New Delhi: Till last year Ravinder Kaur had not heard of lupus, a serious and disabling autoimmune disease. It was only when her 21-year-old daughter was diagnosed with it that she started researching it.
Ms Kaur’s daughter, Lovleen, is currently undergoing treatment for Systemic Lupus Erythematosus (SLE), or lupus, at the All-India Institute of Medical Sciences (AIIMS).
It was in August last year, two days before her birthday, that Lovleen had high fever after which she was diagnosed with SLE. Since then it has been a long journey for the family, going from one hospital to another.
“First we thought it is just fever. But the fever only increased and her face swelled. We took her to a private doctor who said he could not diagnose the problem. So, we went to a private hospital which referred her to Guru Teg Bahadur (GTB) Hospital where we heard about the disease for the first time,” said Ms Kaur.
However, her treatment was not successful at GTB Hospital and it was then that she was brought to AIIMS. On Tuesday, she was at the premier institute for a follow-up.
Even though Lovleen appears healthy, she is not able to do much physical activity like other girls her age due to constant pain in the joints. “The treatment here is going good, but there are days when she (Lovleen) coughs a lot of blood. She doesn’t go out of the house much. She needs a lot of rest,” said her mother.
“When people ask about this disease, we don’t know how to explain,” she added.
Lupus arises from immunity deficiency, which damages healthy tissues. Under normal conditions, the immune system makes antibodies to protect and fight against antigens such as viruses and bacteria. Lupus makes the immune system unable to differentiate between antigens and healthy tissue and thus antibodies attack the latter also.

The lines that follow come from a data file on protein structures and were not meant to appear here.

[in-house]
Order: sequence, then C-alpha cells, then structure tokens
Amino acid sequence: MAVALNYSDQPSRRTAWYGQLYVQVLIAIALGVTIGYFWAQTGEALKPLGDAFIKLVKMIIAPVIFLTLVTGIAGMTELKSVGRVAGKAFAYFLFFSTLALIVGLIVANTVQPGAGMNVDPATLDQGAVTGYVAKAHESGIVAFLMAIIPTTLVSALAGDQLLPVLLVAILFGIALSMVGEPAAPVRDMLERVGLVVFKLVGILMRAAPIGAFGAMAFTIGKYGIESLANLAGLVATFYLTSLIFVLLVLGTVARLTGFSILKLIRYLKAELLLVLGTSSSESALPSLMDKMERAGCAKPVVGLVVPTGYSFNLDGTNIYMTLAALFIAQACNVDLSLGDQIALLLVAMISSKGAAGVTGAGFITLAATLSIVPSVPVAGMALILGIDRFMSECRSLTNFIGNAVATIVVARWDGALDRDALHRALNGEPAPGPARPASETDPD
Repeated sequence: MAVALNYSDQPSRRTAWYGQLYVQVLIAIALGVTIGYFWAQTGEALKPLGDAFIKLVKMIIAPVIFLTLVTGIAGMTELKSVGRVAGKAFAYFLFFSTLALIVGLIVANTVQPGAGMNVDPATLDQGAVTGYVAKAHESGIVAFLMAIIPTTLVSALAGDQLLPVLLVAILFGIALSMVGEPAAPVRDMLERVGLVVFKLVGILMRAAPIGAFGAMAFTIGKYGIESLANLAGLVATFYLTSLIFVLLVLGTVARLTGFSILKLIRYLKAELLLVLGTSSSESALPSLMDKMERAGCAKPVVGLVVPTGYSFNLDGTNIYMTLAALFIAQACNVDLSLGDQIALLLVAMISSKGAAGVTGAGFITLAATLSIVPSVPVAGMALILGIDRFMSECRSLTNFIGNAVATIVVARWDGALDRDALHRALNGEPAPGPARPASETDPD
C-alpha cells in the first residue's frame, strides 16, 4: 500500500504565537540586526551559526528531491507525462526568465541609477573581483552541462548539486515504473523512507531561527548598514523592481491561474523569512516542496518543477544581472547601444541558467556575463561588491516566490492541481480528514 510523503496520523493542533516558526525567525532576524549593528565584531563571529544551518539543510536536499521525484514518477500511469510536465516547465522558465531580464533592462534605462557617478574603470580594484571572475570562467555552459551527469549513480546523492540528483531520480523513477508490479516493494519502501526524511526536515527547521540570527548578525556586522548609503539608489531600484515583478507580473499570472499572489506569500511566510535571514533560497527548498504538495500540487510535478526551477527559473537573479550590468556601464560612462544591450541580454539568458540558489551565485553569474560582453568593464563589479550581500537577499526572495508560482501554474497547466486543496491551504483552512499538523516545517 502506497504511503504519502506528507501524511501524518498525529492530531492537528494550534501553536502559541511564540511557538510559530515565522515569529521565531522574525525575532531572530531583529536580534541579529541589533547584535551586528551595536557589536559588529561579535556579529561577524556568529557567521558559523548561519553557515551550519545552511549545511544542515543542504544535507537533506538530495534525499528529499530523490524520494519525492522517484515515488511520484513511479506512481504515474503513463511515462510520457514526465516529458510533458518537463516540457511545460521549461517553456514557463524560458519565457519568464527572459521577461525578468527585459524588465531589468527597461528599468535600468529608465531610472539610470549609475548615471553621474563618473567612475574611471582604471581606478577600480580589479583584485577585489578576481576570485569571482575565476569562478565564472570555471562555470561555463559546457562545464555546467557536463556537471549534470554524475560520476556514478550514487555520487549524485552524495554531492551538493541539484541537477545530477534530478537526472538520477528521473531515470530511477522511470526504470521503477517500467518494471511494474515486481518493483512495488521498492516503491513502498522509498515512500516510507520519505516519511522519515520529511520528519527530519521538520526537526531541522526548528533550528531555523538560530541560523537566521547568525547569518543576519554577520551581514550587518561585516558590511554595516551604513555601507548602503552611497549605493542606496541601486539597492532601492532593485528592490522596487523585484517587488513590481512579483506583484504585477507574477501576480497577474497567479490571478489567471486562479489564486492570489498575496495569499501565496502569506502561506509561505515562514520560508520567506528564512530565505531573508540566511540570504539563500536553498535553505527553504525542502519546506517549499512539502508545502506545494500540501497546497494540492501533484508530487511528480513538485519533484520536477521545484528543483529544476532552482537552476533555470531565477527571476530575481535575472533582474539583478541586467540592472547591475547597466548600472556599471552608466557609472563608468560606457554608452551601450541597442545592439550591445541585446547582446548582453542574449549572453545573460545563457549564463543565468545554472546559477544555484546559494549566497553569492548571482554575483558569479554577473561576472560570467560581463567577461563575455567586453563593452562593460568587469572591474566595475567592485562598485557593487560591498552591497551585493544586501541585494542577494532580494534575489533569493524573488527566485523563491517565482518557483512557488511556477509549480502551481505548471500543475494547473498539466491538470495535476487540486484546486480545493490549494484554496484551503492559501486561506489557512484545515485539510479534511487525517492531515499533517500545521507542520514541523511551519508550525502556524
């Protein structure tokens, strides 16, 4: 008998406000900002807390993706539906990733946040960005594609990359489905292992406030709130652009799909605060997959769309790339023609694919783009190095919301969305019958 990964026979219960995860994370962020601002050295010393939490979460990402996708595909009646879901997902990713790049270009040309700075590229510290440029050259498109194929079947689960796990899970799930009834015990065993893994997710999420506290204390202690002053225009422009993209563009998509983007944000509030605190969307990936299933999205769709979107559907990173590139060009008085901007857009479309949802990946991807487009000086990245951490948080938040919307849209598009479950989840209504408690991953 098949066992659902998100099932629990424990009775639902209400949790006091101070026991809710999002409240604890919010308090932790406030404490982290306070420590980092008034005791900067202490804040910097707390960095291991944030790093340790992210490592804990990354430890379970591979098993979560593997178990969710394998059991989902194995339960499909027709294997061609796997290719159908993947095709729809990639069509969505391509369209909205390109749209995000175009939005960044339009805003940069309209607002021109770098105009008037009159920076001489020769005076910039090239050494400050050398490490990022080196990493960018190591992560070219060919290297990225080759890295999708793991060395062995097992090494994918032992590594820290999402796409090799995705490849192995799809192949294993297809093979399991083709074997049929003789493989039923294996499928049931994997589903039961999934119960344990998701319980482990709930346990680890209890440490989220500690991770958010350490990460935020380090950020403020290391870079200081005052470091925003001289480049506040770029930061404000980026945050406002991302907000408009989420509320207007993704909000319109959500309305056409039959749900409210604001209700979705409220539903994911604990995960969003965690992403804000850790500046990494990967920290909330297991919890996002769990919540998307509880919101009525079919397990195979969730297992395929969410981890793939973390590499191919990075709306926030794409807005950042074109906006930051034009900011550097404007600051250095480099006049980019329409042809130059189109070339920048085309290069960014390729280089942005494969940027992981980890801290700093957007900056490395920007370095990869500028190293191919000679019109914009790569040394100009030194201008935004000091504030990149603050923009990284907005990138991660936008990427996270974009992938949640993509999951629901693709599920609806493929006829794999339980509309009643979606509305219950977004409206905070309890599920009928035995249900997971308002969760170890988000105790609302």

On the eve of “World Lupus Day”, doctors said that even though an estimated 5 million people worldwide have lupus, there is not much awareness about the disease, which prevents early diagnosis.
“Out of every 100 patients in AIIMS, one is suffering from lupus. But people and doctors often confuse it with TB as one of the symptoms is coughing out blood. There is no cure for lupus. But if detected early, it can be managed successfully,” said Dr Uma Kumar, the head of department of rheumatology at AIIMS.
Lupus is more common in young women between the age group of 20-40 years. Common symptoms include fever, overwhelming fatigue, painful and swollen joints, skin rashes, excessive hair fall, breathlessness, and photosensitivity. It can damage any organ like the skin or kidney.
Dr Kumar added that the disease flares up in summer as ultraviolet rays are potent inducers.
Even air pollution in some cases triggers the “aberrant immune response.” In fact, a study conducted in Brazil last year has confirmed that air pollution is an important contributory factor in lupus. This year the theme for World Lupus Day is “lupus knows no boundaries”.